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Deep Brain Stimulator Improves Lives

August 24, 2012, 6:13 PM by Casey Wonnenberg

Deep Brain Stimulator Improves Lives

From our television to our garage door, we use remote controls for all kinds of things. But have you ever heard of a controller that regulates the stimulation to your brain? 

Doctors are using deep brain stimulators to help with more illnesses. They've been used to help people with Parkinson's disease for a decade, but now people fighting obesity, depression and different types of tremors are getting help.

Four-year-old Lincoln Fossing is growing up quickly, but he enjoys having his mom nearby to cheer him on. Now, she can do more activities with him than just a few months ago.

"I couldn't hold a book to read to him. There's a lot of things I couldn't do, like holding hands with him or my husband or cutting my own food," Krissy Fossing said.

Krissy suffered a stroke in 2006, which caused her to have severe tremors.

"It was hard, wanting to read to your kid and hold hands with your husband or different things like that," Krissy said.

So Krissy started looking at different options. She had Botox treatments, but it wasn't working very well. That's when she decided to try out a deep brain stimulator.

"It's very exciting because we can manipulate sensation, movement, and behavior by altering the electrical activity of certain regions of the brain," Sanford Neurologist Dr. Wilson Asfora said.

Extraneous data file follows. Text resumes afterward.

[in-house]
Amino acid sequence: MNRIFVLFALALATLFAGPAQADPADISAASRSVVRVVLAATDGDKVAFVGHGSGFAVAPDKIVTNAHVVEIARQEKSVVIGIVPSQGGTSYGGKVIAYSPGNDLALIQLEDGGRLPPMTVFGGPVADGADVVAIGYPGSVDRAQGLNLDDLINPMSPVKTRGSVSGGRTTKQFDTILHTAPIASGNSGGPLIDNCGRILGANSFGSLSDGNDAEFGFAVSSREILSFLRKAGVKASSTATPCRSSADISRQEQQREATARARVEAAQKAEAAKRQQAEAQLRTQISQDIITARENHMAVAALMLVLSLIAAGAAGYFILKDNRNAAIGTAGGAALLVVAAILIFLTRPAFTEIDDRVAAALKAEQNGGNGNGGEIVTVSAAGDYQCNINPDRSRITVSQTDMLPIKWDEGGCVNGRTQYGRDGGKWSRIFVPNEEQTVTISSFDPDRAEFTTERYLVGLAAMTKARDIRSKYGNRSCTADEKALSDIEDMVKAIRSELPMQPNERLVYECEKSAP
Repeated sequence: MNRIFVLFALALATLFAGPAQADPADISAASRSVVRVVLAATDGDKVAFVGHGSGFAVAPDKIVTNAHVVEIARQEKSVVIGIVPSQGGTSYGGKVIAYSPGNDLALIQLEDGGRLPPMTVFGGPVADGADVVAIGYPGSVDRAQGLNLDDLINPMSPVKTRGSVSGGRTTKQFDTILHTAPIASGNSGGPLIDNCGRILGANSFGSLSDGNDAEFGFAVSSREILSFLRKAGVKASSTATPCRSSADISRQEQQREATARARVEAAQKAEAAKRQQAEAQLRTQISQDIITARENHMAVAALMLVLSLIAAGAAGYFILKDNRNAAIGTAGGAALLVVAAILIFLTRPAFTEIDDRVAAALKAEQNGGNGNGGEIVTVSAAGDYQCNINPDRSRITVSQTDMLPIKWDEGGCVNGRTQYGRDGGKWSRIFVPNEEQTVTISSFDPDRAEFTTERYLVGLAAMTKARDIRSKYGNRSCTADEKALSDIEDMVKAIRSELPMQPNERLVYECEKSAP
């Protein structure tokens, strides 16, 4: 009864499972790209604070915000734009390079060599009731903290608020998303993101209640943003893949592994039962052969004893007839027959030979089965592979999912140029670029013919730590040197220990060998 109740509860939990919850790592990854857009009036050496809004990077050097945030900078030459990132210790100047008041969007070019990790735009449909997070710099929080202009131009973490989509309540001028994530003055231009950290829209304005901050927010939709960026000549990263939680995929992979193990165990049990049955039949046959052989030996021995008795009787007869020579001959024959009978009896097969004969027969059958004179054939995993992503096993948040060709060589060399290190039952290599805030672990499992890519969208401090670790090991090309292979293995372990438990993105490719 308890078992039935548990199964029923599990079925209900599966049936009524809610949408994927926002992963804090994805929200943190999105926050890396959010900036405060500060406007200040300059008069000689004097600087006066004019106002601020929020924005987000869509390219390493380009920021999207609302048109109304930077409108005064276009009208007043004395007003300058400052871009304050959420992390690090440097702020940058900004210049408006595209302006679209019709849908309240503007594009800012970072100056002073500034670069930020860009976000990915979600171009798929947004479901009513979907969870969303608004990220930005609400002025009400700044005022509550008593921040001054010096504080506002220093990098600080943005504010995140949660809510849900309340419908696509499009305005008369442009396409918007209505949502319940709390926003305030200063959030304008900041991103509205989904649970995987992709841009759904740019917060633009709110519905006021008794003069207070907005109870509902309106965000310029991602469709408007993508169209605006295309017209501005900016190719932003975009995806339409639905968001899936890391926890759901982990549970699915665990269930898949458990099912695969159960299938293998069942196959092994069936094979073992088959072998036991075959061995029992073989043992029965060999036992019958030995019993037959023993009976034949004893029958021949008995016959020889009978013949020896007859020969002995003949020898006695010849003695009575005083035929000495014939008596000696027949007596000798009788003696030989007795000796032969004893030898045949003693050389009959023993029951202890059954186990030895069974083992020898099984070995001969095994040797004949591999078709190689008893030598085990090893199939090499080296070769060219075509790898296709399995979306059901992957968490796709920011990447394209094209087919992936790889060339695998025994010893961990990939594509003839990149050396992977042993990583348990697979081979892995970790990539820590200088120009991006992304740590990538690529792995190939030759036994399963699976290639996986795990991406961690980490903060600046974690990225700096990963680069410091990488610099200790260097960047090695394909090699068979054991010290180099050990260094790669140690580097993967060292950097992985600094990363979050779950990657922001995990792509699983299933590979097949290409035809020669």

During the procedure, an electrode is implanted to stimulate an area of the brain with a generator placed in the chest.

"This operation was developed initially for people with Parkinson's disease and essential tremor,” Asfora said. “Many times it works in different types of tremors, tremors caused by strokes and head injuries, but not consistently, so I told her there's a good chance we can decrease your tremor, but there's no guarantees,"

But luckily for Krissy and her family, the results were stunning. She can now perform tasks she hasn't been able to for years.

"Reading to Lincoln and holding hands with Travis. I feel more independent, especially cutting my own food and stuff like that," Krissy said.

And Krissy appreciated that independence even more than better.

"After the surgery and implant I can do those things now, which I may have taken for granted before, but now I don't," Krissy said.

Another fact about the surgery that might surprise you, the patient is actually awake during the first part of the procedure while electrodes stimulate different areas of the brain. That gives doctors a better idea of how the stimulation impacts patients.

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